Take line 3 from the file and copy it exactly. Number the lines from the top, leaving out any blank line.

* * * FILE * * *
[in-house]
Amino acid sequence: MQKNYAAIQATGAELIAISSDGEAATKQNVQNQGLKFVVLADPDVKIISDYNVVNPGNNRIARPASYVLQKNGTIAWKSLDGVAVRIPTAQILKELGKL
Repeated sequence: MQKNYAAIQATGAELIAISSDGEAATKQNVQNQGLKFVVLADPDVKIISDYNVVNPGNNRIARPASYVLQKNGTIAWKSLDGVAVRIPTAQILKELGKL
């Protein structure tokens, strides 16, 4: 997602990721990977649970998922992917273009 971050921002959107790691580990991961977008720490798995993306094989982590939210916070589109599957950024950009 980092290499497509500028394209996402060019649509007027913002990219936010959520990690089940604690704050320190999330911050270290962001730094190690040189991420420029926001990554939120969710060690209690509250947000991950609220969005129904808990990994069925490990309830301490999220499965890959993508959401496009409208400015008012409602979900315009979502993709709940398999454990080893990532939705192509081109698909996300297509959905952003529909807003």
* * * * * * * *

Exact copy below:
Repeated sequence: MQKNYAAIQATGAELIAISSDGEAATKQNVQNQGLKFVVLADPDVKIISDYNVVNPGNNRIARPASYVLQKNGTIAWKSLDGVAVRIPTAQILKELGKL